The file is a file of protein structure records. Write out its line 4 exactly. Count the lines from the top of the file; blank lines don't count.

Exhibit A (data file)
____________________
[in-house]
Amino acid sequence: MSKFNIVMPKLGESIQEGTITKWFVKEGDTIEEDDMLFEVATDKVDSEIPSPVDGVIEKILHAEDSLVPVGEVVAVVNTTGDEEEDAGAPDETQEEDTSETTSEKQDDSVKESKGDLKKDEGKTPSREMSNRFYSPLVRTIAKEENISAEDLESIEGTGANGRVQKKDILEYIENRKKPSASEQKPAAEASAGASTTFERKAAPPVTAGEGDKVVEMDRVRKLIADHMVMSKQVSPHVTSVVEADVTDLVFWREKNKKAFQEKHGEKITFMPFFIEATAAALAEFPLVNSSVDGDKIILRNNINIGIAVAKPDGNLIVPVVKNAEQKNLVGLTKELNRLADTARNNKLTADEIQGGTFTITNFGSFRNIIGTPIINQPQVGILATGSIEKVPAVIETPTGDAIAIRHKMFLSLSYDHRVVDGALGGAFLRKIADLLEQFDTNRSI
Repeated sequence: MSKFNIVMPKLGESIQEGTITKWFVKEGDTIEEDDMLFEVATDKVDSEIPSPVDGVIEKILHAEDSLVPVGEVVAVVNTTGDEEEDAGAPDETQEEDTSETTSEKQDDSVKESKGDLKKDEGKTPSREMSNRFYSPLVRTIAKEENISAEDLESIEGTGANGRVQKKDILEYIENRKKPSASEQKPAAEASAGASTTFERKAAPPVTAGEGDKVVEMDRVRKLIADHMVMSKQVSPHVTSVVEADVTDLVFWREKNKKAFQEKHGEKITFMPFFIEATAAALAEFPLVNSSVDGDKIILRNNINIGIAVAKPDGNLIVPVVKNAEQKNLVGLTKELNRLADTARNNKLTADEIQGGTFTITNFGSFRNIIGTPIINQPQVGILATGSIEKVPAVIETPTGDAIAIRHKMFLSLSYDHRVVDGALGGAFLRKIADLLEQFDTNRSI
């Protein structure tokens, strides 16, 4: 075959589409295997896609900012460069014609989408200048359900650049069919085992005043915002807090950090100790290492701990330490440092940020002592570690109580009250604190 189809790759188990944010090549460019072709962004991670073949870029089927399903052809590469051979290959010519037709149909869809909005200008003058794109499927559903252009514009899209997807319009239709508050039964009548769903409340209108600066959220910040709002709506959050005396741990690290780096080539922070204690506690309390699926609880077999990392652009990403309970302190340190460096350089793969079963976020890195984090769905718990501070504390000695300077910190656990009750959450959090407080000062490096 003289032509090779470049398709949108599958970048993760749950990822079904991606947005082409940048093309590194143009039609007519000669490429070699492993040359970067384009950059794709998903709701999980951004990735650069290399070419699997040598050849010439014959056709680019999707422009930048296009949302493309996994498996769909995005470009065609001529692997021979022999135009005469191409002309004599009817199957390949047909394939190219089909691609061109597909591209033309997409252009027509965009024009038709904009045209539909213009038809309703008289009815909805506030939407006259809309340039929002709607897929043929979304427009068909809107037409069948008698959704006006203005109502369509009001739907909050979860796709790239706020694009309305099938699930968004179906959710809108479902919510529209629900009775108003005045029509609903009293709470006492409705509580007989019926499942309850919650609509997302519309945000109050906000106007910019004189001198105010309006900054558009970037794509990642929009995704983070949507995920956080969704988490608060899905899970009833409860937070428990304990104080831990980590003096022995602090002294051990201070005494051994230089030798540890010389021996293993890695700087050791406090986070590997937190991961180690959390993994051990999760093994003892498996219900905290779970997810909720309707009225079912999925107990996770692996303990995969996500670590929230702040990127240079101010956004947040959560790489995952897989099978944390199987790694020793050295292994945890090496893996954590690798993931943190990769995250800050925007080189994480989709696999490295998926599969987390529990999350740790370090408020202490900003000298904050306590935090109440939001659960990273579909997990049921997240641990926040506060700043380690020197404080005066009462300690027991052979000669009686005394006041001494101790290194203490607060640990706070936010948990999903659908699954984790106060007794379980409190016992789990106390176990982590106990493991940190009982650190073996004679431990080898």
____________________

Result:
């Protein structure tokens, strides 16, 4: 075959589409295997896609900012460069014609989408200048359900650049069919085992005043915002807090950090100790290492701990330490440092940020002592570690109580009250604190 189809790759188990944010090549460019072709962004991670073949870029089927399903052809590469051979290959010519037709149909869809909005200008003058794109499927559903252009514009899209997807319009239709508050039964009548769903409340209108600066959220910040709002709506959050005396741990690290780096080539922070204690506690309390699926609880077999990392652009990403309970302190340190460096350089793969079963976020890195984090769905718990501070504390000695300077910190656990009750959450959090407080000062490096 003289032509090779470049398709949108599958970048993760749950990822079904991606947005082409940048093309590194143009039609007519000669490429070699492993040359970067384009950059794709998903709701999980951004990735650069290399070419699997040598050849010439014959056709680019999707422009930048296009949302493309996994498996769909995005470009065609001529692997021979022999135009005469191409002309004599009817199957390949047909394939190219089909691609061109597909591209033309997409252009027509965009024009038709904009045209539909213009038809309703008289009815909805506030939407006259809309340039929002709607897929043929979304427009068909809107037409069948008698959704006006203005109502369509009001739907909050979860796709790239706020694009309305099938699930968004179906959710809108479902919510529209629900009775108003005045029509609903009293709470006492409705509580007989019926499942309850919650609509997302519309945000109050906000106007910019004189001198105010309006900054558009970037794509990642929009995704983070949507995920956080969704988490608060899905899970009833409860937070428990304990104080831990980590003096022995602090002294051990201070005494051994230089030798540890010389021996293993890695700087050791406090986070590997937190991961180690959390993994051990999760093994003892498996219900905290779970997810909720309707009225079912999925107990996770692996303990995969996500670590929230702040990127240079101010956004947040959560790489995952897989099978944390199987790694020793050295292994945890090496893996954590690798993931943190990769995250800050925007080189994480989709696999490295998926599969987390529990999350740790370090408020202490900003000298904050306590935090109440939001659960990273579909997990049921997240641990926040506060700043380690020197404080005066009462300690027991052979000669009686005394006041001494101790290194203490607060640990706070936010948990999903659908699954984790106060007794379980409190016992789990106390176990982590106990493991940190009982650190073996004679431990080898």